Mexico chalked up an unexpected $617 million trade surplus in April as higher oil and factory exports combined with a drop in imports of nonpetroleum goods.
Exports last month rose 3.6% to $31.48 billion from the same period a year earlier, while imports fell 5% to $30.87 billion, the National Statistics Institute said Thursday. The surplus brought the trade balance for the first four months of the year to a deficit of $2.16 billion.
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The April surplus compared with an expected deficit of $1.59 billion, according to the median estimate of economists polled by The Wall Street Journal.
Petroleum exports rose 26.9% in April to $1.68 billion thanks largely to higher crude-oil prices. Crude exports by volume were little changed from March and from a year earlier at 1.02 million barrels a day.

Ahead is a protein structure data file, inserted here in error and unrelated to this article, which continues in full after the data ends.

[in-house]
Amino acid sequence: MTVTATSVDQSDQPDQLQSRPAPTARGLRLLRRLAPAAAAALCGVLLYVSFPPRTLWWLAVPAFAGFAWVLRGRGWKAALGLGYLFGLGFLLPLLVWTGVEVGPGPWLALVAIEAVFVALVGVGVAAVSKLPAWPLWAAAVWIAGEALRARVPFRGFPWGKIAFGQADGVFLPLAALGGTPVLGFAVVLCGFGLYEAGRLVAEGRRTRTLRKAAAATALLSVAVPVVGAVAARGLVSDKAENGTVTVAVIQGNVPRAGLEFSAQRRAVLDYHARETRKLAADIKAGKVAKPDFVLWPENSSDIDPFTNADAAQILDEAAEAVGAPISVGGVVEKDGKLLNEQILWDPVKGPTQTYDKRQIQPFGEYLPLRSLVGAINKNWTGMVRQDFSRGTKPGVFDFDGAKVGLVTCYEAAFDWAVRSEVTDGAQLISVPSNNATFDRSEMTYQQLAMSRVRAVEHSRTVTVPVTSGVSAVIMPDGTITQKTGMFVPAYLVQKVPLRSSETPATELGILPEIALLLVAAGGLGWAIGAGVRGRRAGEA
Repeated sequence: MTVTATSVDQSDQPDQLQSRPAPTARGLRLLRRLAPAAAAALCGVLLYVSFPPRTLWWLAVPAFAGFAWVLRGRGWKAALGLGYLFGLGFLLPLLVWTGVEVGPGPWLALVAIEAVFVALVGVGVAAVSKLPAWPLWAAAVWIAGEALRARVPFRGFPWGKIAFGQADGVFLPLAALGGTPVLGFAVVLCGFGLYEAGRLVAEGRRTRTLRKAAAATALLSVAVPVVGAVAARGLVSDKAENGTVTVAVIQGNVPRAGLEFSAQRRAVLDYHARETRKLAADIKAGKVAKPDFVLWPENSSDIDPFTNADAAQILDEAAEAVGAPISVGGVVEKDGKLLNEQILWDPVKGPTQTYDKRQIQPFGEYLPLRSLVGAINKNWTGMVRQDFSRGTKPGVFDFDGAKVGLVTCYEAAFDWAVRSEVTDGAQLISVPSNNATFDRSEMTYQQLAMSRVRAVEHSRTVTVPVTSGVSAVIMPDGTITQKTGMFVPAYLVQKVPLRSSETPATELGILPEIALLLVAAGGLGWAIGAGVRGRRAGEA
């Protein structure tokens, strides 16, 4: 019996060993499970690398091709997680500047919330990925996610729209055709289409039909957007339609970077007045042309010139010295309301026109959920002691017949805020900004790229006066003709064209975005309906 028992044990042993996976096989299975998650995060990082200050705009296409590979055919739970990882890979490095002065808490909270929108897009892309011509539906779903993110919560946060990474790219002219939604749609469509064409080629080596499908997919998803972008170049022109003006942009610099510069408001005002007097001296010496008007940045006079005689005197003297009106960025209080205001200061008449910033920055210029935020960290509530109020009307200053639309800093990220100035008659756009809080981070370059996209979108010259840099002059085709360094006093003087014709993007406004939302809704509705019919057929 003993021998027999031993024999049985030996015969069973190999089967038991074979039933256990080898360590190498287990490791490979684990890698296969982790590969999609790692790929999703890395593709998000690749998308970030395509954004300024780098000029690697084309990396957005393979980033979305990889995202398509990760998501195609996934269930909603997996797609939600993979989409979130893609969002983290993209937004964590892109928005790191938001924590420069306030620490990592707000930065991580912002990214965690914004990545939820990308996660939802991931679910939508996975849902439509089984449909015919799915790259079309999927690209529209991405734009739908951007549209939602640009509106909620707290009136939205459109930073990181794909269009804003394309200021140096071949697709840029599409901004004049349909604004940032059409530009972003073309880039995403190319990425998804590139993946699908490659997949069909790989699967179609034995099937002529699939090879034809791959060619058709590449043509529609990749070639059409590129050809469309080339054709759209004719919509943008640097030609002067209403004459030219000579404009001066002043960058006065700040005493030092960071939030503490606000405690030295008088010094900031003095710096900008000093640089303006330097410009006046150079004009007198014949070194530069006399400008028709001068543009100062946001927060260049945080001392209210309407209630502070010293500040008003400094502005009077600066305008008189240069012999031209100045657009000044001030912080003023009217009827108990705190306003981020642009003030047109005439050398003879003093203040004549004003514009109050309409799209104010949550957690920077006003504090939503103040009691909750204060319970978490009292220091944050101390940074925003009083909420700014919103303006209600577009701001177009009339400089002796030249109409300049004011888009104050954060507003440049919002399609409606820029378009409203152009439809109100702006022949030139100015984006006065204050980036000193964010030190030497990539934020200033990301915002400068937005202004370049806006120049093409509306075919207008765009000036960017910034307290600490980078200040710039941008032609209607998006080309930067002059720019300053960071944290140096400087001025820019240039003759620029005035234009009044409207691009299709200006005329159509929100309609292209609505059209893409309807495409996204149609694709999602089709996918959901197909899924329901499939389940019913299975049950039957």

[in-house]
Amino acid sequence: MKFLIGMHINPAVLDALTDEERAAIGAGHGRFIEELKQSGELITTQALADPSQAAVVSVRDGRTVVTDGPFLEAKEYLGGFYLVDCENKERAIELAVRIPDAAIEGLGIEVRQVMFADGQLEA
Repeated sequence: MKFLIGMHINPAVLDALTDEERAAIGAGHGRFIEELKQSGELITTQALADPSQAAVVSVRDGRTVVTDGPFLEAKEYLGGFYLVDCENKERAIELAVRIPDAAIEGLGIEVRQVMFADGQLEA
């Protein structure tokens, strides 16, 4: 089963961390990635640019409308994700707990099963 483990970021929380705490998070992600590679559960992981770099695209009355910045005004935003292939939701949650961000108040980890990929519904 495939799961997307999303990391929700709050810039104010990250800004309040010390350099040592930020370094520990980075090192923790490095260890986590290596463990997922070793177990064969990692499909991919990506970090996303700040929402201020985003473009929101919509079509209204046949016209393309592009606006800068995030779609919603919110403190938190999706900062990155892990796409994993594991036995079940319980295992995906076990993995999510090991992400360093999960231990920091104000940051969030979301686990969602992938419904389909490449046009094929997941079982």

Exports of manufactured goods increased a modest 1.9% from a year ago, with growth likely affected by the Easter holiday week that fell in April this year compared with March of 2016. Vehicles and auto-parts shipments abroad rose 1.5% and other factory exports were 2.1% higher.
Most categories of imports were lower than a year before, except for petroleum products which increased 15.4% to $2.87 billion. Mexico exports crude oil, but imports large quantities of gasoline, diesel and natural gas.
Non-oil consumer goods imports fell 7.2%, intermediate goods used in production processes declined 5.3%, and imports of equipment and machinery slid 4.9%.
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(END) Dow Jones Newswires
May 25, 2017 10:10 ET (14:10 GMT)